Our home improvement plan included materials, budget, renting equipment, food, and time. However, one example of how we could have planned better was the number of times we had to drive to the local home improvement store. By taking the time to review and consolidate the shopping list to consider all the materials we might need in advance, we could have saved ourselves a lot of time and gas by ensuring we had everything we needed in advance.
Tech Application: The plan is the result of your current and future state analysis. What are the steps required to achieve your end goal? A good plan is essential to keep you and your team on track for your technology implementation. Do you know what you need and the resources it will take to accomplish the next step? And plans change, so allow room for a detour if you discover a better path or a new wrinkle along the way. As long as you have a detailed road map and know where you want to end up, the success will follow.
4. You need your team, be assertive and respectful and know when to compromise.
This project proved to be an excellent testament to “let your team members demonstrate their expertise”. My husband knows his way around home improvement and because of that I served as his trusty assistant. My strengths showed through in being able to talk through the process and assess our progress, consider design options by incorporating both of our needs, and cooking a mean Subway sandwich. While we didn’t agree on everything, we worked together to find a middle-ground so both of us were satisfied with the end result.
Tech Application: Disagreements are inevitable in any project; arguments, however, are 100% avoidable. The key is to disagree with the end in mind. Disagree with an idea because it deviates from the desired future state and suggest a change to get it back on course. Ask questions to better understand where your teammates are coming from and maybe they have experienced something you haven’t and can bring in a new perspective. Compromise, because even though we each have our likes and dislikes, the final solution is a “one size fits all.” At the end of the day, everyone’s name is on the project so give your teammates the opportunity to shine as well.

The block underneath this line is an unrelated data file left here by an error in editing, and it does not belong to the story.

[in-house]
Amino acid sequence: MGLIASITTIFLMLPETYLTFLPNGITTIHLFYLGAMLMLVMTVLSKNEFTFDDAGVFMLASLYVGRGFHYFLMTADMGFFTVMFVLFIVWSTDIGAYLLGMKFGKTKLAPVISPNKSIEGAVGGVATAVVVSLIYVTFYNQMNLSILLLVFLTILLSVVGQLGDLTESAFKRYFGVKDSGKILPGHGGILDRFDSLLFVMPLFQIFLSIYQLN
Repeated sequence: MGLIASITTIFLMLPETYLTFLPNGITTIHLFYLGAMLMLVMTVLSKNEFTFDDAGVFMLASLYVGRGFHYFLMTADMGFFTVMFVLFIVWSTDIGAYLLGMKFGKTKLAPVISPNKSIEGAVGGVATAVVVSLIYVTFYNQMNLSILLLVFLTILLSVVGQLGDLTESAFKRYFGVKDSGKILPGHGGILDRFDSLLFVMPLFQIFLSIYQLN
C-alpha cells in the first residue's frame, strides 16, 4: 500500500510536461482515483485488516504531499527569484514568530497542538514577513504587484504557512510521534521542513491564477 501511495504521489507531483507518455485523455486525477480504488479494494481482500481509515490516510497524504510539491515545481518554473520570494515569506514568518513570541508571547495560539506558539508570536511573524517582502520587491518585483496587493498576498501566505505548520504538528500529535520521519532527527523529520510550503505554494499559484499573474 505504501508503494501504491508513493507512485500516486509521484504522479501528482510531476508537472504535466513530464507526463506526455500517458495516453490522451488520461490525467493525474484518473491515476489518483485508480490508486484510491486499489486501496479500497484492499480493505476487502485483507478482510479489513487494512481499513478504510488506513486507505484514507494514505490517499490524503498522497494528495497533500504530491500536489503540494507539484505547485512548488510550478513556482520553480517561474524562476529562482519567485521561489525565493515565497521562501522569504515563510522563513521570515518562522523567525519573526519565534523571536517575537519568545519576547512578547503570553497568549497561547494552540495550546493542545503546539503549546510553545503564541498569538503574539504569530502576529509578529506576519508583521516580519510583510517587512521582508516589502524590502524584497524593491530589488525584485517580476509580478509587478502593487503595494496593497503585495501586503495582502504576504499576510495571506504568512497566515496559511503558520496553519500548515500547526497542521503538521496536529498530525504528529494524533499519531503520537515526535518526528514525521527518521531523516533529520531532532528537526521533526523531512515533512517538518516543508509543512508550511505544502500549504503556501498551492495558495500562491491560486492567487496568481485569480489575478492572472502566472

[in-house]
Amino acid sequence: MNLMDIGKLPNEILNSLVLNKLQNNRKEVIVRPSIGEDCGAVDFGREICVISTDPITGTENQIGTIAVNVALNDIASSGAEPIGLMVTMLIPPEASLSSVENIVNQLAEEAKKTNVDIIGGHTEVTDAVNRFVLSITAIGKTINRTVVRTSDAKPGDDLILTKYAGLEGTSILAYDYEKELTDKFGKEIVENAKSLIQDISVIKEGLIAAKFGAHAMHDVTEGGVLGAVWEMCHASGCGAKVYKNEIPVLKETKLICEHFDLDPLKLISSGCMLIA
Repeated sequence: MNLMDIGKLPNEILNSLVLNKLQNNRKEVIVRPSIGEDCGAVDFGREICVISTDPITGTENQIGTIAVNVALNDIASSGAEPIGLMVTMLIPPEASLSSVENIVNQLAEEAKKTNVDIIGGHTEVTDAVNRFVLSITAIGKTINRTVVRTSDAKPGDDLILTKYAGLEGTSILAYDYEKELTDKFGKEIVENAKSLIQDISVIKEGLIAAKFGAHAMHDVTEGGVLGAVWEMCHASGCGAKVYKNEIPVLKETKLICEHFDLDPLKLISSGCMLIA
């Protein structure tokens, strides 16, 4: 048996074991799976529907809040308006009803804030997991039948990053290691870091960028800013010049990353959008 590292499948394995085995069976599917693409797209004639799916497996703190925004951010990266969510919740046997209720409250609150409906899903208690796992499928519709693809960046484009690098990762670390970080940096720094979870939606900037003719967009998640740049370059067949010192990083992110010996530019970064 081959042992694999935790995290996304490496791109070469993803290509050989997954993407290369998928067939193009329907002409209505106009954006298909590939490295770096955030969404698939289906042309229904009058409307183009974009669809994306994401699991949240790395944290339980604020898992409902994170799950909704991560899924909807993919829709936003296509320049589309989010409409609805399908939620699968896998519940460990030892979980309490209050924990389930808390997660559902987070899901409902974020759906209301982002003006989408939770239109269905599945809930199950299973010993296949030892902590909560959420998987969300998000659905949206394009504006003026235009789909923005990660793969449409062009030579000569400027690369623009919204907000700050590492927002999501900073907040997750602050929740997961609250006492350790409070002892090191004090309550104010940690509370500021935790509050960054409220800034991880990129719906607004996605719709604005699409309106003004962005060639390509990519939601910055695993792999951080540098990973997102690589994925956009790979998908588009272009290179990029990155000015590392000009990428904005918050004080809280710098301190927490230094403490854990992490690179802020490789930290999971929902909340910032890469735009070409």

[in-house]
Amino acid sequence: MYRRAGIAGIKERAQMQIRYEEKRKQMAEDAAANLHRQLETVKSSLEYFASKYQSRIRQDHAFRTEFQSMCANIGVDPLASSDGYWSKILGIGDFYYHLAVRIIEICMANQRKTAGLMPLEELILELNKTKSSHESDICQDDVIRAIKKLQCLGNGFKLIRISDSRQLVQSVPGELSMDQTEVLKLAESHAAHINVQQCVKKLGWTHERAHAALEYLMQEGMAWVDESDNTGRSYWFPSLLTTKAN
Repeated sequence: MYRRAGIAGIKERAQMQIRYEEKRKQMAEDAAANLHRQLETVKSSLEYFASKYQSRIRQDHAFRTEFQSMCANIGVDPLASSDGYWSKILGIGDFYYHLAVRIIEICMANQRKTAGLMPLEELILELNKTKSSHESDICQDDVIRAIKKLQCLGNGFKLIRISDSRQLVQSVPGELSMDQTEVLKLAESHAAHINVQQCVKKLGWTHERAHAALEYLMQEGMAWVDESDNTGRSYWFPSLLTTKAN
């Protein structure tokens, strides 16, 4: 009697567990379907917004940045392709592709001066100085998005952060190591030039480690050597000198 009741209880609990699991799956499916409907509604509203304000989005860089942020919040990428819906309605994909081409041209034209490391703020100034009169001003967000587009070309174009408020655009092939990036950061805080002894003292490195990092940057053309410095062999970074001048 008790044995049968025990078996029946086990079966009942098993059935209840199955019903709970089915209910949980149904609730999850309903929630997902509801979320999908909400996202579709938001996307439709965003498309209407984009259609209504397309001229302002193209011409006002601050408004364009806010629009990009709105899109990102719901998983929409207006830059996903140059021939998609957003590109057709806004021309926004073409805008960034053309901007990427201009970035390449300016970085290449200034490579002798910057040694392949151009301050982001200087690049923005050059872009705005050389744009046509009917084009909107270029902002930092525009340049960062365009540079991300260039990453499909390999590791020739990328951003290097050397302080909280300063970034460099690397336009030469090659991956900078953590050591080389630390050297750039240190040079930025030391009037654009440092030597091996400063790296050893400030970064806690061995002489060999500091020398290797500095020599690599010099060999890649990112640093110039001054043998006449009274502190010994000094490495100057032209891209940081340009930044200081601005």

5. Although the project may be done, regular maintenance is essential.
Part of our decision to go with the concrete floor was based on its easy maintenance and long-lasting capabilities. We were willing to spend the time and money for the long term, low-maintenance option. But low-maintenance doesn’t mean no-maintenance, and we must be mindful to take proper care of the floors so we can actually realize the long term benefits.
Tech Application: With your new technology – once you’ve decided on the best option, you also need to consider the maintenance necessary to maintain the new current state. Are upgrades free or for a cost? What kind of support do you have if you experience trouble? How long will this new technology support the needs of the organization?
With every project, there are things you know, things you think you know, and things you are sure you don’t know. Before you are deep into your commitment of the solution, take the time to discover the details of each of those three categories and prepare for them. The extra time you spend in preparation, planning, and execution will result in a solution that should last for years.
Heather Maria Kubik
Heather is the Assistant Business Manager at HR Logistics. Click here to read her bio.
This article was posted in HRL’s August 2011 Newsletter.